Last year at Catalyst Conference, I attended a breakout with 3DM, a ministry which helps pastors and churches think about the importance and future of discipleship. I had participated in a pilot coaching program Catalyst was conducting and this breakout talked about some of that experience.
The one thing which impacted me most was a slide that was shown. I don’t have a copy of it. I captured one with my phone, but it’s quality is not good enough to share here and I can’t seem to find another, so I recreated the concept in the picture here. (I know what you’re thinking…I’m an artist…right? ) Anyway, this one paradigm shaper has impacted my teaching and church leadership as much as anything in recent years.
You can see the diagram, but in case it isn’t clear, here are some explanations:
Invitation - This refers to the atmosphere and degree of welcoming a church or an individual message provides. Do people enjoy being there? Do they want to come back? Is it inviting? Is a message fun to listen to? Is it encouraging and helpful?
Challenge - This refers to the degree others are encouraged to grow in their walk with Christ. Are they challenged? Are they held accountable? Are personal disciplines encouraged? Are sins exposed? Are expectations strong?
The theory is that churches tend to fall into one of these four quadrants:
- Low Invitation / High Challenge – Produces a discouraged/burnout culture.
- Low Invitation / Low Challenge – Produces a bored culture.
- High Invitation / Low Challenge – Produces a cozy/chaplaincy culture.
- High Invitation / High Challenge – Produces a discipling culture.
I wouldn’t attempt to put churches in one of these categories, but I could. I know some of each of these. Chances are you do too.
If you put Jesus, the master disciple-maker in this diagram, we find He was both high invitation…people loved to be around Him…they were attracted to Him…yet He continually challenged them. He confronted them where their life needed to change.
That’s the kind of church I want to be. Those are the kind of messages I want to deliver each time I speak. To be a discipling church, we must find ways to be high invitation and high challenge.
Have you seen each of these type churches?
In my NEXT POST, I’ll share one way this has altered my Sunday teaching and the way I evaluate a message.
A young college-aged girl told me recently that she didn’t enjoy reading her Bible and asked if there was an alternative book. Well…no! This is THE BOOK! There is no substitute. There are plenty of great Christian books, but none compare to this one.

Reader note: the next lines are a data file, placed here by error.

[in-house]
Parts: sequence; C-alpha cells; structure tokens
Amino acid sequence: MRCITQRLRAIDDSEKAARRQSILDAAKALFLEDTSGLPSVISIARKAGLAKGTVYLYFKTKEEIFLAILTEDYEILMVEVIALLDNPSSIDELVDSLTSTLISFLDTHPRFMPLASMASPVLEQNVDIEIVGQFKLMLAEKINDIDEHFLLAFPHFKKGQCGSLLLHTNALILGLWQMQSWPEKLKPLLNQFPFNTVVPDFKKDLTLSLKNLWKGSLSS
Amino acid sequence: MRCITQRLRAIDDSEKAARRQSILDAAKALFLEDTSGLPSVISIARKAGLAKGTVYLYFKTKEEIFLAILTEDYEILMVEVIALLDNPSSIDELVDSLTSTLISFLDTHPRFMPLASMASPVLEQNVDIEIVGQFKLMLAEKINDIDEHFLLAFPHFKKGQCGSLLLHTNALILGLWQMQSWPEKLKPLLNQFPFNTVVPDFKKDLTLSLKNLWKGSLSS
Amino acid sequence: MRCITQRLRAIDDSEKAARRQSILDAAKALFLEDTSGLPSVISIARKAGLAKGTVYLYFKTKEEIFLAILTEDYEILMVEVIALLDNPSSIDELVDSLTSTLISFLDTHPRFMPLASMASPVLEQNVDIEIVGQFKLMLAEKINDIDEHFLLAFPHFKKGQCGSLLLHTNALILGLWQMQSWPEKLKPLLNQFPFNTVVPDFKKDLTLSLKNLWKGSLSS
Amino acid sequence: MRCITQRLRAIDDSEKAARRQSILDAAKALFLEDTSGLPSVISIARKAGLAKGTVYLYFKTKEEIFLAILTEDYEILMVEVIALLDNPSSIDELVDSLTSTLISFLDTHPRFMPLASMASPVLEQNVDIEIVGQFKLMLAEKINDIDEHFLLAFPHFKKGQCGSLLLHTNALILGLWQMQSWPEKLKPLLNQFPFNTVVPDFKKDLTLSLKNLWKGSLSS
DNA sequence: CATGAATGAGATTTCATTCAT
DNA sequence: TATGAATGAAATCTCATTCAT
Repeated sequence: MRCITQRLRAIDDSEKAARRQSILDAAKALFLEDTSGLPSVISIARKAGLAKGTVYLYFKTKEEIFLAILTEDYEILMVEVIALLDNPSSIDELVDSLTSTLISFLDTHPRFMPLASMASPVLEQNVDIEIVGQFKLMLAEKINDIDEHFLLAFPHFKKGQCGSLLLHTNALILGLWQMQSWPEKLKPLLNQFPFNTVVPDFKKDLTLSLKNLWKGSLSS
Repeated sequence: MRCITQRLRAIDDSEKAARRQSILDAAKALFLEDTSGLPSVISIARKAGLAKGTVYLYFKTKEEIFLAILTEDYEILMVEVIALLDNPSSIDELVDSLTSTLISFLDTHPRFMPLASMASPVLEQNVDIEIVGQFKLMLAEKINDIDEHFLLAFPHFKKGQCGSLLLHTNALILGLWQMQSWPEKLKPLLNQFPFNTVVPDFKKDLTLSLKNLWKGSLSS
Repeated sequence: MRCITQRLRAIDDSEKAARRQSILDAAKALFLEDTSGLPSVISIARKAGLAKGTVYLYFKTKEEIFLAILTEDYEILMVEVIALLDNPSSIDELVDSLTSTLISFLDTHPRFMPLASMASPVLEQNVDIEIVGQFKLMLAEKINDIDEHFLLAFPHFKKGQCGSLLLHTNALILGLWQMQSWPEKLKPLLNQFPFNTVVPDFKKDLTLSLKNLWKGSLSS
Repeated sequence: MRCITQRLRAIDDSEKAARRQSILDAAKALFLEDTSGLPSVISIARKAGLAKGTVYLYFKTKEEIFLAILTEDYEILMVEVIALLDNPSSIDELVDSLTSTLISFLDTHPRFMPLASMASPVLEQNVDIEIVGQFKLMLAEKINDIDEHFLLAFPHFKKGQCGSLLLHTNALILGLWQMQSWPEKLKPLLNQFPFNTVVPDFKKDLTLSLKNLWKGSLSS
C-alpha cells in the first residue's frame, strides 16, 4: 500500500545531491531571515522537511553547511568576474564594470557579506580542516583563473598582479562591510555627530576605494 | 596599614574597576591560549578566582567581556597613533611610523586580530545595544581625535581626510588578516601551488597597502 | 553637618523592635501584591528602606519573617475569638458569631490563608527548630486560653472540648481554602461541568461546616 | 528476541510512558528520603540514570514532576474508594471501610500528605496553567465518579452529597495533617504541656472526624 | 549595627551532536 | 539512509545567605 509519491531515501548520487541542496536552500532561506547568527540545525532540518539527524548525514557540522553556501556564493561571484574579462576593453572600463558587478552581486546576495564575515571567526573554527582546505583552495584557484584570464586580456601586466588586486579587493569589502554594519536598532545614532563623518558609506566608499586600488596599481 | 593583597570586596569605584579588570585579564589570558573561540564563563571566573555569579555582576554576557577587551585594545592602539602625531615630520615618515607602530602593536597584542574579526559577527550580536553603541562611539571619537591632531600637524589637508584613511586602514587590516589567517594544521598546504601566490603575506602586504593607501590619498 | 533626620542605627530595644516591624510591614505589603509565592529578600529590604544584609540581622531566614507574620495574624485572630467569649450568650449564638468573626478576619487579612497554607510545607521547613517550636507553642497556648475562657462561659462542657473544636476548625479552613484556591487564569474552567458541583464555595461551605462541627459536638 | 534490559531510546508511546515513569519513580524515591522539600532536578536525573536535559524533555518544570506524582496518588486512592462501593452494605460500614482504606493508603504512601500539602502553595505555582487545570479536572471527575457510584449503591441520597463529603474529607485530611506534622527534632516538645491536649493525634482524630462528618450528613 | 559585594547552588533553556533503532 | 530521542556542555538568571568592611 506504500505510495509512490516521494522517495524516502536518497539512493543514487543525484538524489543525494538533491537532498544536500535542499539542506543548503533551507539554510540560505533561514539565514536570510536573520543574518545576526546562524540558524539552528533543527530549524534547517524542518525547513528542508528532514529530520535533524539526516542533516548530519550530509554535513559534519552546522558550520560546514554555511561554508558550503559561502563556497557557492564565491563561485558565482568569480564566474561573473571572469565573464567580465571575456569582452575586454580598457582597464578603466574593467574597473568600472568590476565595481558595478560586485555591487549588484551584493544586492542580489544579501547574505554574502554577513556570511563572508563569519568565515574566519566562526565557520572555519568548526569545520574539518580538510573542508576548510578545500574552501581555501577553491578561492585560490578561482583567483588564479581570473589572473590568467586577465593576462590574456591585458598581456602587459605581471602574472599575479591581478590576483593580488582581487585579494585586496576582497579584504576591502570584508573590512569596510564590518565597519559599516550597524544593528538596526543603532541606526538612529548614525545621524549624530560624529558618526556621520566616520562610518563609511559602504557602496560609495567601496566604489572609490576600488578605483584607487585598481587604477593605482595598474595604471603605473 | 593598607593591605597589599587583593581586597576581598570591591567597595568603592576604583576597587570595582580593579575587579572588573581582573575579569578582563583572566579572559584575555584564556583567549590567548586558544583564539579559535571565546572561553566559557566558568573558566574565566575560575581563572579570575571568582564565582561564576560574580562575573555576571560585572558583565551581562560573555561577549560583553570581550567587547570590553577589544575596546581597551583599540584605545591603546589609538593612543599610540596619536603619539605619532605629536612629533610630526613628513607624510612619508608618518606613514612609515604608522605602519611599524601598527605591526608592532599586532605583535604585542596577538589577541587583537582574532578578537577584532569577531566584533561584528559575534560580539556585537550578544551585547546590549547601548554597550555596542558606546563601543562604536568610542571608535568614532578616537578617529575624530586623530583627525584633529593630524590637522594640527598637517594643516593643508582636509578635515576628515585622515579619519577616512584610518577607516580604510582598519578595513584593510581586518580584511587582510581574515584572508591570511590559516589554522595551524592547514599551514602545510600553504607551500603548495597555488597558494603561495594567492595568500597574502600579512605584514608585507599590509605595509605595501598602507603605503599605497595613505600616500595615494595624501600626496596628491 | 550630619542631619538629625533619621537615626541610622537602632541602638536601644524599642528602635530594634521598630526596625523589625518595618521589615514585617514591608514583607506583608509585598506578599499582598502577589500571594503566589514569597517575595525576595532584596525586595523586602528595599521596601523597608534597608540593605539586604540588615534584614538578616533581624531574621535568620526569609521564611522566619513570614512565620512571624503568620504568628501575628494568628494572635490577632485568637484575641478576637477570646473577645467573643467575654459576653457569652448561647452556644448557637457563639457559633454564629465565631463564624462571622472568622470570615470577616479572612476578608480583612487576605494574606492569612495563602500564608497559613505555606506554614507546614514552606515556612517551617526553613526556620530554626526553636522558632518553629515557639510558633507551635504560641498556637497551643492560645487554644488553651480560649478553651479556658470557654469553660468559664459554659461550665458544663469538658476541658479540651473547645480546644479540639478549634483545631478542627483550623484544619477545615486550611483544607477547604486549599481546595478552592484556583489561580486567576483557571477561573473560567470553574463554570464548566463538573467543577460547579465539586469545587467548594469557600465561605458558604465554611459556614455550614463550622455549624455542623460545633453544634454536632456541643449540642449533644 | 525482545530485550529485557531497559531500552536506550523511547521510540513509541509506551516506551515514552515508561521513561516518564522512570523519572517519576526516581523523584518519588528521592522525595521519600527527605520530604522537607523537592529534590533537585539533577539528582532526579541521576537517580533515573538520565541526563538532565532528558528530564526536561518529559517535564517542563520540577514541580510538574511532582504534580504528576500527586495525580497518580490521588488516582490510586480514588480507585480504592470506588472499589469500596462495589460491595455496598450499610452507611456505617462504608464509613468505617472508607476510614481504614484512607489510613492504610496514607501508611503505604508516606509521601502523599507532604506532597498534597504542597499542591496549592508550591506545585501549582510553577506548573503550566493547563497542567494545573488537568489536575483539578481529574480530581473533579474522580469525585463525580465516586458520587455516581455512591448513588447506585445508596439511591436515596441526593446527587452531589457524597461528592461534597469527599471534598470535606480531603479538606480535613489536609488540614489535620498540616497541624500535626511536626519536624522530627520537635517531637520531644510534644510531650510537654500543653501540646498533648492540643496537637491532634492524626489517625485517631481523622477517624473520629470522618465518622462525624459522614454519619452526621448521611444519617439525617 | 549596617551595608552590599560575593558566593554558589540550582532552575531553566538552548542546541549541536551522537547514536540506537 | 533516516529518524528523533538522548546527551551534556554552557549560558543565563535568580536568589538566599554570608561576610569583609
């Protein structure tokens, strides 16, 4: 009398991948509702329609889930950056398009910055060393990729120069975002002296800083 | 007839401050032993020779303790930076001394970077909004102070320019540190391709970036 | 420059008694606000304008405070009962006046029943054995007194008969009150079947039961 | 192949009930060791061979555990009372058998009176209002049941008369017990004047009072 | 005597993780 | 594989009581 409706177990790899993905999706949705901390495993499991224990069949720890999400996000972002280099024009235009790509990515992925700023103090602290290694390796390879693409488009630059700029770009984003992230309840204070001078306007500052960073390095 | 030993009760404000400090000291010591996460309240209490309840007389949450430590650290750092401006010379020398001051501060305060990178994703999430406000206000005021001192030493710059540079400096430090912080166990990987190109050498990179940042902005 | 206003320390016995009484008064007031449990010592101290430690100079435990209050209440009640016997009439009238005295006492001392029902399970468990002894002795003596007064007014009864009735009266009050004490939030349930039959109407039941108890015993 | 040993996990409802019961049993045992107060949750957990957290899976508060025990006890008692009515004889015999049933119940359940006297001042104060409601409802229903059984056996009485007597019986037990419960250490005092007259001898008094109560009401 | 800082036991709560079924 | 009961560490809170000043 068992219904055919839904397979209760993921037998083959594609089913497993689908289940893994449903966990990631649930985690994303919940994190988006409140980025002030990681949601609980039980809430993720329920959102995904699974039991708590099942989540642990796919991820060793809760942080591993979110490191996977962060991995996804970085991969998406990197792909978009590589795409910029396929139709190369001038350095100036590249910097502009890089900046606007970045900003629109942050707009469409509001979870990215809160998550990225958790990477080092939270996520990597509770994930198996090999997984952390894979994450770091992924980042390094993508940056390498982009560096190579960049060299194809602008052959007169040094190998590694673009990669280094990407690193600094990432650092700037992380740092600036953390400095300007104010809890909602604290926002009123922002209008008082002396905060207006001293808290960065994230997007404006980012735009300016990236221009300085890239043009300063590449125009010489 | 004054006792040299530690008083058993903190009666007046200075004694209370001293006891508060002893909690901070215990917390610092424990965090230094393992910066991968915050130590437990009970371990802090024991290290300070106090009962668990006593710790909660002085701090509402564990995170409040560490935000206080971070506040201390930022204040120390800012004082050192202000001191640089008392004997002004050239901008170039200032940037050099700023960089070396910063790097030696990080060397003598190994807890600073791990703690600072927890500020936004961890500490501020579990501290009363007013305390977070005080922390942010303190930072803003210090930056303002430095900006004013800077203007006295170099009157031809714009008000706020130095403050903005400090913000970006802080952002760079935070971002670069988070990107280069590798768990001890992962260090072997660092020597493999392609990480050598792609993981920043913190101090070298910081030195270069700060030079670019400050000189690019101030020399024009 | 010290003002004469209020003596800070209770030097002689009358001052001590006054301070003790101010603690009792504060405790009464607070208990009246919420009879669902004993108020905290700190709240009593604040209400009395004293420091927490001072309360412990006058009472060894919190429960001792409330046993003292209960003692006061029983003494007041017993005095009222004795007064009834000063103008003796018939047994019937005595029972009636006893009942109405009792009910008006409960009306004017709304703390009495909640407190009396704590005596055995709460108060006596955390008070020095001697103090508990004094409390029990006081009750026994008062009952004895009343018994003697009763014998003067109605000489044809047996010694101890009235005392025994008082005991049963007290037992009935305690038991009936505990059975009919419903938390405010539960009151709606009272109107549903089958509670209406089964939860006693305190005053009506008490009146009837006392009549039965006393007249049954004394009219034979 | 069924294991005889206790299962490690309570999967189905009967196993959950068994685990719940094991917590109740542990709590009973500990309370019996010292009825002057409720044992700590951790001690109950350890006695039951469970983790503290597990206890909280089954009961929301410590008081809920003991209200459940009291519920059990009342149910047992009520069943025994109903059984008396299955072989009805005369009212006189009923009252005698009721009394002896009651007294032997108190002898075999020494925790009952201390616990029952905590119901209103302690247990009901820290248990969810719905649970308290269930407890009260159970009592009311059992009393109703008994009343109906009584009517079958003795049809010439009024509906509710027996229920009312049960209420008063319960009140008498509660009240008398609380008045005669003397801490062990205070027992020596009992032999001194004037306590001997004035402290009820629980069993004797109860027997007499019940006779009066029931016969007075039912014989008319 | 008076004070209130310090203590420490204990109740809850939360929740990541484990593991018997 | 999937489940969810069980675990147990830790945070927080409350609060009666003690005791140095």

I’ve heard similar concerns many times. The Bible intimidates many people; even those who are avid readers of other books.
I told this girl she could listen to the Bible on a CD or mp3, but I don’t think that’s the complete solution. I think we need to figure out how to enjoy reading God’s Word. Part of maturing as a Believer is to fall in love with the Bible.
Here are 7 suggestions which may help:
Pray – The Bible is not like any other book. You need God’s Spirit to help you. You should always pray before and as you read it. Ask God to help you understand what you’re reading. Good news here! This appears, in my experience, to be one of God’s favorite prayers to answer.
Version – Pick a version easiest for you to understand. I would suggest you read a more literal translation primarily, but the paraphrase versions are good for casual reading. I suggest NIV or NLT for a literal but readable version, ESV or NKJV if you want a most literal translation, or for a paraphrase version, that’s extremely readable, try The Message Version. I read some of each of these for my studies and fun reading.
Sharing – It brings Scripture to life when we can share it with others. Sharing your reading with your small group, a group of guys or girls at a coffee shop or a couple of people from work helps energize you for the passage. The key here is that when you talk about what you’re reading, it helps you value it more. (Read Philemon 6 for an example of this.)
Journaling – Writing about your time in God’s Word will help you process your thoughts and keep a record of them. It’s exciting to go back over time and remember what you read before. It fuels your enthusiasm for more.
Taking your time – I love the idea of reading the Bible through in a year. I’ve done this many times. I think it’s more important, however, that you benefit from what you’re reading. I sometimes meditate on a few verses or a story for a day. I also recommend people start with an easier book to understand and move to more difficult passages from there. The books of Matthew, Mark, Luke or John are good places to start, because they are filled with great stories of Jesus.
Clarify – It’a best to have a study Bible for this part, but there are plenty of free online tools also. Look up words you don’t understand. Learn to use Bible dictionaries and commentaries. Look up passages, which aren’t clear, cross-referencing verses with other similar verses using footnotes. For some people, having a Bible study to work through along with reading the Bible is helpful.
Relationship - The best way to fall in love with God’s Word is to get to better know it’s author. It’s cliche now, but read it as a love letter written to you. If someone writes you a love letter, you’ll read it continually until you figure out what it means, and maybe even memorize parts of it along the way. If you can’t figure out something, you’ll consult the author. Fall more in love with God and you’ll find reading the Bible much easier. You may even someday say it’s “fun”!
What would you add to my list?
I often encounter people who want to begin a daily quiet time, but they aren’t sure how. It really isn’t as complicated as we often make it out to be. The main thing is simply to do something, but in case you are one of those still wanting to but not sure how…